Biking When Pregnant | 10 Tips to Follow

If you’re a fan of exercise and consider yourself a “fit-babe” the prospect of slowing down your fitness routine during pregnancy can put a damper in your mood for the next nine months. But, biking or cycling when pregnant is an extremely personal decision and it doesn’t have to be either/or.

In fact, you can ride all throughout your pregnancy without experiencing any challenges or complications. Of course, you may need to change your routes and avoid doing anything extreme that’ll require you to overexert yourself.

As long as you feel safe and balanced, your doctor will be more than happy to sign off on you biking through your pregnancy.

Of course, other women might choose to stop biking after falling pregnant or switch to stationary cycling instead.

How to Bike While Pregnant

If you’d like to keep biking when pregnant, here are a few useful guidelines to help you along:

1. Check How You Feel

This is very important. Listen to how your body responds to every pedal and forget about your previous cycling speed and intensity. This is not the time to try and beat previous records. If you’re going to keep cycling when pregnant then you should pay attention to your body and adopt a new pace.

Keep in mind that with each trimester you’ll need to make adjustments depending on how you feel. You might feel exhausted and nauseous one time, and healthy, vibrant and energetic the next. The point is to listen to your body and slow down or stop when you need to.

2. Buy a New Bike or Adjust the Old One

Speaking of making smart choices, you should probably consider buying the best cruiser bike for women if the one you have doesn’t provide the right fit for your condition.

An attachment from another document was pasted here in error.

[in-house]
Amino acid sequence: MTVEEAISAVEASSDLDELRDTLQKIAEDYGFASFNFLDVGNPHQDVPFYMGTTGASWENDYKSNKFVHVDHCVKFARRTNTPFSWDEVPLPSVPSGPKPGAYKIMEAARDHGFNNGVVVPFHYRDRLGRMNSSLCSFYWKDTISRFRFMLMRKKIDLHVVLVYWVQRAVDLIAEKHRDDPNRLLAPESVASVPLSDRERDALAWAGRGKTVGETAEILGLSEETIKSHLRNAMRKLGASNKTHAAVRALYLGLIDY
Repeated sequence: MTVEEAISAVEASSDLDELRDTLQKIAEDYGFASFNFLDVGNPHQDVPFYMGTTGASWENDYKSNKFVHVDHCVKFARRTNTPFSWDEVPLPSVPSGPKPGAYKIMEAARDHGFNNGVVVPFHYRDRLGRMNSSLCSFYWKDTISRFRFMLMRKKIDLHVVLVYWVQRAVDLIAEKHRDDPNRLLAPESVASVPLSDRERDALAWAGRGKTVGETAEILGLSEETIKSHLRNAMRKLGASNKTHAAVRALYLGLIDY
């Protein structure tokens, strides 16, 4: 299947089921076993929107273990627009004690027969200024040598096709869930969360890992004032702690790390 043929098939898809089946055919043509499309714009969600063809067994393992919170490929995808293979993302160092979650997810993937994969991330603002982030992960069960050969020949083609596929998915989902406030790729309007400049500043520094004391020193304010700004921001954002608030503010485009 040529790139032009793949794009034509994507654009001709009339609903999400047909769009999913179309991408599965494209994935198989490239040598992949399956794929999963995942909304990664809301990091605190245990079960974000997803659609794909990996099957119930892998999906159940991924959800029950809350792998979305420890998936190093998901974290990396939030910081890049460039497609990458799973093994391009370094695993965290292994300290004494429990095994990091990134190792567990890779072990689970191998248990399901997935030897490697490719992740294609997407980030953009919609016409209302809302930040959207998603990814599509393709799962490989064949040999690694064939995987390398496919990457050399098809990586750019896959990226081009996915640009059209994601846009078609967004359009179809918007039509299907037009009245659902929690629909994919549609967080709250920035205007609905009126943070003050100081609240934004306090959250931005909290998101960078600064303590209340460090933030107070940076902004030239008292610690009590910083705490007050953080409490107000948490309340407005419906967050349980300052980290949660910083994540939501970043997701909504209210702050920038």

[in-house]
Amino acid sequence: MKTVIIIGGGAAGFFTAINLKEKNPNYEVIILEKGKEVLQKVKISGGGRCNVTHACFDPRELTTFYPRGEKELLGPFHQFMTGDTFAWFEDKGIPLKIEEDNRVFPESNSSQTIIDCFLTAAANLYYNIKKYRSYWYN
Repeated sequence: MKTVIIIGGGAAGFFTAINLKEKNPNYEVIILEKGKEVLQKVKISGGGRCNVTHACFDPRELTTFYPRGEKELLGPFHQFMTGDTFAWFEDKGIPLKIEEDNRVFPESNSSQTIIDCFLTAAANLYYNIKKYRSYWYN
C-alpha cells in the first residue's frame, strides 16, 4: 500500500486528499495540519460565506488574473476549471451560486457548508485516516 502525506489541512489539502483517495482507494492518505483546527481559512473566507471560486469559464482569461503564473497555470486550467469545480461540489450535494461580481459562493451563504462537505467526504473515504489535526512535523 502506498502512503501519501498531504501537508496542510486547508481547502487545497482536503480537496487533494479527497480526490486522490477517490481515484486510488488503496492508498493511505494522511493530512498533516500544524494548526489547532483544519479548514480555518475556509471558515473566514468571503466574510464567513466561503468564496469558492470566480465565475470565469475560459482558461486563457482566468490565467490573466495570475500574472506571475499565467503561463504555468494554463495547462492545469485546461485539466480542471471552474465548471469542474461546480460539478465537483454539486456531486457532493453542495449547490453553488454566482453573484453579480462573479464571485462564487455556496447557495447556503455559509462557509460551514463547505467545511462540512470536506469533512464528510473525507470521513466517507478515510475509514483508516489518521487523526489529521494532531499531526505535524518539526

Or you can switch the racer setup with a swept-back handlebar instead, and get used to the saddle adjustments, because they’ll be very important to you in these coming months. Don’t use a budget folding bicycle though.

3. Don’t Wear Tight Clothes

Bicycling bib shorts are a game changer! They expand to adjust to your growing belly while providing added layers that’ll make it easier to adapt to temperature changes.

4. Drink a Lot of Water

You probably drank a lot of water before you were pregnant, but now is the time to double down on this healthy habit.

Yes, you’ll need to urinate more often, but that’s a small price to pay for being otherwise comfortable and keeping your electrolyte levels high in spite of all the sweating.

5. Don’t Get Too Hot

Keeping in mind that the whole process of gestation is centered around growing a little human means that you should pay closer attention to your body temperature than ever before.

Keep yourself cool while exercising by keeping a cool handkerchief around your neck or inside your bicycle pouch. Try to exercise in the cooler hours of the day, which is usually in the morning and early evening.

6. Plan for Bathroom Breaks

Since you’ll need the bathroom more often than usual, you should plan your rest spots and make sure they have access to restrooms before you start cycling.

Pregnancy is not the time to try and figure out how long you can hold it. Your pelvis is not what it used to be (and probably won’t be ever again) so deal with it and make smart choices.

7. Keep a Steady Pace 

Experts suggest keeping a “conversational” pace instead of stressing out over max heart rates.

This means you should maintain a low cycling cadence that allows you to hold a discussion comfortably. If not, then you should dial it back a bit and make sure you get a bicycle bell as well.